Flashcards in Costanzo Renal Physiology Chapter Deck (17)
What are the three hormones that kidneys secrete?
- in response to low blood volume
- in response to low hematocrit/hemoglobin
1,25 dihydroxycholecalciferol (activated vit. D)
What is the major structural differences between the DCT and PCT?
PCT has lots of microvilli (brush border) to increase surface area reabsorption
Differences in channels and receptors
Differences between superfical and juxtamedullary nephrons
- glomeruli are in the outer cortex
- lower GFR and less concentrated urine
- short loops of Henle which only reach outer stripe of medulla
- glomeruli are in the corticomedullary border
- higher GFR and more concentrated urine
- Long loops of Henle which reach the inner medulla and papilla
How is the blood flow/arteries set up in the renal system?
Renal artery -> interlobular arteries -> arcuate arteries -> cortical radial arteries -> afferent arterioles, efferent arterioles -> peritubular capillaries -> small veins -> renal vein
What is the purpose of the peritubular capillaries?
To be the primary site of exchanging solutes between the urine/loop of Henle
How much of total body weight does water account for?
TBW = 2/3 ICF (40% TBW) and 1/3 ECF (20% TBW)
ECF = 2/3 interstitial fluid and 1/3 plasma
- 60% weight = TBW
- 40% weight = ICF
- 20% weight = ECF
What are the major cations and anions for the ICF?
- potassium and magnesium
- ATP/ADP/AMP (organic phosphates)
What are the major cations and anions for the ECF?
- chloride and bicarbonate
What is the normal percentage of TBW?
What is the normal value for osmolarity of the body fluids
How to calculate osmoles and how to calculate new osmolarity from lost fluids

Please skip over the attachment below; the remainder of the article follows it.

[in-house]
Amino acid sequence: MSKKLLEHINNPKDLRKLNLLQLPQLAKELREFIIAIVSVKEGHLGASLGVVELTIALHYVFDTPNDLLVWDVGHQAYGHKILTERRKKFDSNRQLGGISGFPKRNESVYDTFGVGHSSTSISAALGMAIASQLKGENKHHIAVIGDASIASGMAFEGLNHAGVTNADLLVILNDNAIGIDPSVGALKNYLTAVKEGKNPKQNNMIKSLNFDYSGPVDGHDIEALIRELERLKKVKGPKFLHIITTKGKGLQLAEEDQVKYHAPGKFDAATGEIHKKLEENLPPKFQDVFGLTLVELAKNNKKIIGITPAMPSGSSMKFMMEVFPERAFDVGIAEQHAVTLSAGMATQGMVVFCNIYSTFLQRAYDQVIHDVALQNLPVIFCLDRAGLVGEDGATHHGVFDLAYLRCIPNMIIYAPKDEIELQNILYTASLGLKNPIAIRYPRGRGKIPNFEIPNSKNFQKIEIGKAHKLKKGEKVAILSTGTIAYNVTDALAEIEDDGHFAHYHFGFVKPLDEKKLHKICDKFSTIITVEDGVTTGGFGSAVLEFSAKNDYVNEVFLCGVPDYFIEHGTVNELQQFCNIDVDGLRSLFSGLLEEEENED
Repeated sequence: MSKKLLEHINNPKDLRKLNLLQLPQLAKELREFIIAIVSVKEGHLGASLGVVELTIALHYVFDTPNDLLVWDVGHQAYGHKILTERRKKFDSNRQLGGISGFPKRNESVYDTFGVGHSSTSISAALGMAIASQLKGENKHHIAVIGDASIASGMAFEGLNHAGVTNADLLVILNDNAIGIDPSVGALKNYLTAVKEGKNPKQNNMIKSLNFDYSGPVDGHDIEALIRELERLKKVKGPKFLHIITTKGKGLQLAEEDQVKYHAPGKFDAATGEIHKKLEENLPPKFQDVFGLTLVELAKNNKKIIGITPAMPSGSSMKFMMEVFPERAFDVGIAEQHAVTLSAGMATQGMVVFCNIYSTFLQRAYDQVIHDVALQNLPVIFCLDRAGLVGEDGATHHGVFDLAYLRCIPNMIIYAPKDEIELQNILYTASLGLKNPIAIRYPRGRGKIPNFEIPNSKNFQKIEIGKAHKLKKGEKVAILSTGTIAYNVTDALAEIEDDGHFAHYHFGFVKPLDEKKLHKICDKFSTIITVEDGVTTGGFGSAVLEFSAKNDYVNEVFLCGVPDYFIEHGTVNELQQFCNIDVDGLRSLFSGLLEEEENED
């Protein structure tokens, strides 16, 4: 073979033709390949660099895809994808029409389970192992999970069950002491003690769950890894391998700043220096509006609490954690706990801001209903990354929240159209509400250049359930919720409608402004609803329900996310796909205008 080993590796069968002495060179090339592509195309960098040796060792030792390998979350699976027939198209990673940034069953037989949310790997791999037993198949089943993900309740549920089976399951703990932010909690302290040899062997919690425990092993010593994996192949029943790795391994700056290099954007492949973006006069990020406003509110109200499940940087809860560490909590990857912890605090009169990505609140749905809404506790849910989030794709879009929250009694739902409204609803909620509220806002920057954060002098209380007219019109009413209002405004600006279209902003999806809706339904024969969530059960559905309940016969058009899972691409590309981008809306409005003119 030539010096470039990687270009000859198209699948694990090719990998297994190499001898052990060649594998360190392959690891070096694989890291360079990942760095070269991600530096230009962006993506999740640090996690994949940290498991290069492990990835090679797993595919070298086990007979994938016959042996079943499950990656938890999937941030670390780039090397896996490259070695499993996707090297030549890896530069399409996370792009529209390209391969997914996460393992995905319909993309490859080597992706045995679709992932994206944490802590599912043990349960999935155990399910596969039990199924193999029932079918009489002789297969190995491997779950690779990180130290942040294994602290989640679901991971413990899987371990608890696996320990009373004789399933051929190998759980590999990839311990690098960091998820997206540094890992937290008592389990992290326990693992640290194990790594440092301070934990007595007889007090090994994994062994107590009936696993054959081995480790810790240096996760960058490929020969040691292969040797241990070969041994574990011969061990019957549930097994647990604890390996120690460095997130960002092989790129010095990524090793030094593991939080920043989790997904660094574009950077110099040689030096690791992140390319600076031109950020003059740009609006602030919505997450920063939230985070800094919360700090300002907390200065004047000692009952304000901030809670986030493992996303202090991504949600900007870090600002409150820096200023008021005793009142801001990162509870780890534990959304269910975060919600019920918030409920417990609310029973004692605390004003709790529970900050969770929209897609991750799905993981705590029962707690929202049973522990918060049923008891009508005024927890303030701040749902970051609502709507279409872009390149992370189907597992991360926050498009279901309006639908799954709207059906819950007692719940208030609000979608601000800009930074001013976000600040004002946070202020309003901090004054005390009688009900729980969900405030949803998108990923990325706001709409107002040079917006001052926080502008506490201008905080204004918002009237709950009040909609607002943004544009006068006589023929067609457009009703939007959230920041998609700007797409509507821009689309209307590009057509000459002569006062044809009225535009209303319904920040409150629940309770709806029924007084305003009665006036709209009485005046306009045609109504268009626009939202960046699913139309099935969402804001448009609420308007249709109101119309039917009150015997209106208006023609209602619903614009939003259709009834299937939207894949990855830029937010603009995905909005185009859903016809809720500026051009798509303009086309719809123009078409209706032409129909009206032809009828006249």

Osmolarity of a fluid x total volume of a fluid
New osmolarity = (old -new) / total volume
What factors affect the renal blood flow and how?
1) Sympathetic nervous system and catecholamines
- vasoconstriction of both afferent and efferent arterioles
- **affects afferent more though since it has more a1 receptors
- **causes decreases in both RBF and GFR
2) Angiotensin 2
- vasoconstriction of both afferent and effect arterioles
- **affects efferent arterioles more since it has high number of receptors
- ** causes increases in GFR in short doses and decreases in GFR in large doses
- *** always has no effect on RBF (since PGEs counter-the vasoconstriction)
3) Atrial naturetic peptide (ANP)
- dilates afferent arterioles and constricted efferent arterioles
-** increases RBF and GFR
- vasodilation of both afferent and efferent arterioles
- ** primarily only work on countering the potential negatives of vasoconstriction seen in
- low levels = vasodilation
- increases RBF and has no effect on GFR
States that increased arterial pressure stretches the blood vessels which causes reflex contraction of smooth muscles in blood vessel walls
- this occurs due to stretch activated calcium channels in these blood vessels
* is a theory behind auto regulation of RBF
**this attempts to keep RBF at constant levels and prevent rupture of renal arteries
How does venous blockage affect pressure and lymph flow?
Osmotic pressure = increases
Protien pressure (oncotic) = decreases
Lymphatic flow = increases
How does renal artery stenosis affect GFR and concentrations?
Would reduce GFR by a percentage
Would reduce blood flow by same percentage as GFR
Would transiently reduce creatinine secretion, but would return to normal after serum creatinine goes way up
Would increase serum creatinine by a lot
Would transiently reduce sodium secretion, but would return to normal side to auto regulation
No change in plasma sodium
How is phosphate excretion controlled?
By an “overflow” mechanism
Almost always phosphate filtered exceeds reabsorption levels, so the excess phosphate ions that is not reabsorbed can buffer H+ ions in the urea
- the threshold for phosphate is usually 0.8 mmol/L and is almost always exceed except in hypophosphatemia condtions
**parathyroid hormone is not required for this overflow mechanism to occur